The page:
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Special Issue "Zebrafish 3.0: A Model for Toxicological Research"

A special issue of International Journal of Molecular Sciences (ISSN 1422-0067). This special issue belongs to the section "Molecular Toxicology".

Deadline for manuscript submissions: 31 October 2021.

Special Issue Editor

Dr. Luca Del Giacco
E-Mail Website
Guest Editor
Zebrafish Unit, Department of BioSciences, University of Milan, Milan, Italy
Interests: zebrafish; neurodevelopment/neurodegeneration (Parkinson’s disease, Amyotrophic Lateral Sclerosis); ear development/hearing loss, ciliogenesis and ciliopathies; acute myeloid leukemia; zebrafish embryo xenografts; ecotoxicology

Special Issue Information

Dear Colleagues,

The zebrafish (Danio rerio) has long been used as a model species for developmental biology studies. Zebrafish, however, offer considerably more as a model species and are now involved in many different research fields including, neurobiology, immunology, cancer, just to name a few. In addition, the employment of zebrafish embryos has enormously facilitated different sort of chemical testing, from pollutants toxicity assay to high-throughput drug screening. The relevant genetic homology with humans, the applicability of genome editing and transgenesis technologies, together with easy and low-cost protocols to expose the embryos to different compounds, make zebrafish a powerful tool for modeling human diseases and better understanding cellular and molecular mechanisms of toxicants and new therapeutics. Indeed, the potential of zebrafish is becoming increasingly evident, and the availability of these models allows for increased understanding of the role of chemical exposure in human disease. In this Special Issue, we welcome contributions that show recent developments in zebrafish toxicity testing and drug discovery, such as novel endpoints, assays and testing strategies. Articles covering aspects of cellular and molecular mechanisms of action to effects on individual fish as well as multigenerational effects and population level impacts are invited. Contributions on high-throughput screening, monitoring and safety assessment of chemicals are invited, as well as new insights on the effects in chemical exposure in zebrafish models of human diseases. Translational studies that employ molecular methods to enhance our understanding of human health or environmental risk assessment are also of interest.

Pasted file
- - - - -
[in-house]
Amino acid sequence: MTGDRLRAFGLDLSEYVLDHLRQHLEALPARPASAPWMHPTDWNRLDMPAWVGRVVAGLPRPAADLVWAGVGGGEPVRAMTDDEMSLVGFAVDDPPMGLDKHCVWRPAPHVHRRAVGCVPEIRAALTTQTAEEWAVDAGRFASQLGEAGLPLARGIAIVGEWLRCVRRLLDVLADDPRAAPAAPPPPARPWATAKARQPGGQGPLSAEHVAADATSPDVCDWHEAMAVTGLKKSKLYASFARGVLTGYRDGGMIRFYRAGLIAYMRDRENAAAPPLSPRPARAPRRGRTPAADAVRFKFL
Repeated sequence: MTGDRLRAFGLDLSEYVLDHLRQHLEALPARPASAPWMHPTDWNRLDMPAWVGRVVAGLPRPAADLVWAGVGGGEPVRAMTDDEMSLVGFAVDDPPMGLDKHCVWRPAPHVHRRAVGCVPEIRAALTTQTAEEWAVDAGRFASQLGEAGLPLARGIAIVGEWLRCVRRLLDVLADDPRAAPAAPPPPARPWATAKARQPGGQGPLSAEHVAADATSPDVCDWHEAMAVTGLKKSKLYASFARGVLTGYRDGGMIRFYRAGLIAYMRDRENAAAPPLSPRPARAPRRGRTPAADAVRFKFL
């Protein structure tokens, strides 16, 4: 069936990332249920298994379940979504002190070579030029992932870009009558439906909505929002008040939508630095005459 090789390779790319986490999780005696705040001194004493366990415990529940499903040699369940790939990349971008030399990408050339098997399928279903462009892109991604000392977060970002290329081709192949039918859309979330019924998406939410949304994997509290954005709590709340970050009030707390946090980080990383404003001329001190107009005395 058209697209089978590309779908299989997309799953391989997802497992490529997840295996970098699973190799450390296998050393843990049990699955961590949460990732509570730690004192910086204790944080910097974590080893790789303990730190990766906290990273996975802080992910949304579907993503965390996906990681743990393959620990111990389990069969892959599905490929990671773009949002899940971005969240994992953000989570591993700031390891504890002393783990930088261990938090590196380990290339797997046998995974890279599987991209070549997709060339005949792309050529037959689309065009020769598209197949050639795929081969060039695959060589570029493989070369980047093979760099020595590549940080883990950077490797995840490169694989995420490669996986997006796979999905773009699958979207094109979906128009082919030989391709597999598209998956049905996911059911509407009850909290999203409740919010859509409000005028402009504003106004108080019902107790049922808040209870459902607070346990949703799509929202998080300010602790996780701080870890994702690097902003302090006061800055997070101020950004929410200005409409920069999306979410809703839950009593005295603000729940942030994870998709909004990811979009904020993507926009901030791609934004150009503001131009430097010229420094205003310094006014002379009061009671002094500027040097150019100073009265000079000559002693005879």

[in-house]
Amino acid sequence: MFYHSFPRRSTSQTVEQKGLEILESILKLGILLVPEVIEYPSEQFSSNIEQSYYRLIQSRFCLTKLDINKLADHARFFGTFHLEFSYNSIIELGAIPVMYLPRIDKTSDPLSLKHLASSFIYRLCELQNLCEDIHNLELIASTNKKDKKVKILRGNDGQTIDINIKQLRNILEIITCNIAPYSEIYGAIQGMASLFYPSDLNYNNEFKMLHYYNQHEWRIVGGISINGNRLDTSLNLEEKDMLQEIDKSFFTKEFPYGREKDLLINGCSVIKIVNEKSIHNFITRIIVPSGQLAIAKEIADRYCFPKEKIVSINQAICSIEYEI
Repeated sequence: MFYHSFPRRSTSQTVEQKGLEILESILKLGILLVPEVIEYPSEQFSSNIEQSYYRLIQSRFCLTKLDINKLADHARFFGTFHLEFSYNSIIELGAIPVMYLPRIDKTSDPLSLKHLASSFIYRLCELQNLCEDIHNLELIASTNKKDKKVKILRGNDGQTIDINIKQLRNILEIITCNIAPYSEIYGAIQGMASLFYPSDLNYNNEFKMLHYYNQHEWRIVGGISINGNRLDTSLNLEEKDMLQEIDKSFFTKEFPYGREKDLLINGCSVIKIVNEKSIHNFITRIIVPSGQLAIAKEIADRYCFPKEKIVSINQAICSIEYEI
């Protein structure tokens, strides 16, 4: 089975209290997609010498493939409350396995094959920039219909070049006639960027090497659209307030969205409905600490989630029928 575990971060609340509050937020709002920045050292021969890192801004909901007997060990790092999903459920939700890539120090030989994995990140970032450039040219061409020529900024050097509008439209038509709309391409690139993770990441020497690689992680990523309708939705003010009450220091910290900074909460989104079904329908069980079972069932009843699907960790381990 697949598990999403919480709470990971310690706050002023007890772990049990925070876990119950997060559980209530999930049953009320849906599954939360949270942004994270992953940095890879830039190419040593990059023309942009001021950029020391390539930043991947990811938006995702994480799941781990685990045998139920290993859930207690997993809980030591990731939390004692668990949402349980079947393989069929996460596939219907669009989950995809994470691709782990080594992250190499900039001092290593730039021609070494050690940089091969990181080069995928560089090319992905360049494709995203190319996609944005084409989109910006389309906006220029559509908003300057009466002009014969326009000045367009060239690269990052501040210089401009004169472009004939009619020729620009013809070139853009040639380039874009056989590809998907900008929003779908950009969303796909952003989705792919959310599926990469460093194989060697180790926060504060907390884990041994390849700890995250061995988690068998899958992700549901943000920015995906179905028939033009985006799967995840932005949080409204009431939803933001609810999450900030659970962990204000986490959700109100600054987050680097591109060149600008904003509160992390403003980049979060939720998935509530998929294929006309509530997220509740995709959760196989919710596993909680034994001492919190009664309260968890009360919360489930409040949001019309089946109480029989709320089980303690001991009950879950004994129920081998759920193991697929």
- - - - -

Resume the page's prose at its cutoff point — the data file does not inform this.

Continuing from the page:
Dr. Luca Del Giacco
Guest Editor

Manuscript Submission Information

Manuscripts should be submitted online at www.mdpi.com by registering and logging in to this website. Once you are registered, click here to go to the submission form. Manuscripts can be submitted until the deadline. All papers will be peer-reviewed. Accepted papers will be published continuously in the journal (as soon as accepted) and will be listed together on the special issue website. Research articles, review articles as well as short communications are invited. For planned papers, a title and short abstract (about 100 words) can be sent to the Editorial Office for announcement on this website.

Submitted manuscripts should not have been published previously, nor be under consideration for publication elsewhere (except conference proceedings papers). All manuscripts are thoroughly refereed through a single-blind peer-review process. A guide for authors and other relevant information for submission of manuscripts is available on the Instructions for Authors page. International Journal of Molecular Sciences is an international peer-reviewed open access semimonthly journal published by MDPI.

Please visit the Instructions for Authors page before submitting a manuscript. There is an Article Processing Charge (APC) for publication in this open access journal. For details about the APC please see here. Submitted papers should be well formatted and use good English. Authors may use MDPI's English editing service prior to publication or during author revisions.

Keywords

  • Toxicology
  • Ecotoxicology
  • Pharmacology
  • Toxicity testing
  • Developmental biology
  • Human health
  • Disease genetics
  • Epigenetics
  • Zebrafish
  • Vertebrate
  • Hazard assessment
  • Risk assessment
  • Molecular mechanisms
  • High throughput screening
  • Multigenerational
  • Systems biology
  • Translational study

Published Papers (5 papers)

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Research

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Article
Inner Ear and Muscle Developmental Defects in Smpx-Deficient Zebrafish Embryos
Int. J. Mol. Sci. 2021, 22(12), 6497; https://0-doi-org.brum.beds.ac.uk/10.3390/ijms22126497 - 17 Jun 2021
Cited by 1 | Viewed by 743
Abstract
The last decade has witnessed the identification of several families affected by hereditary non-syndromic hearing loss (NSHL) caused by mutations in the SMPX gene and the loss of function has been suggested as the underlying mechanism. In the attempt to confirm this hypothesis [...] Read more.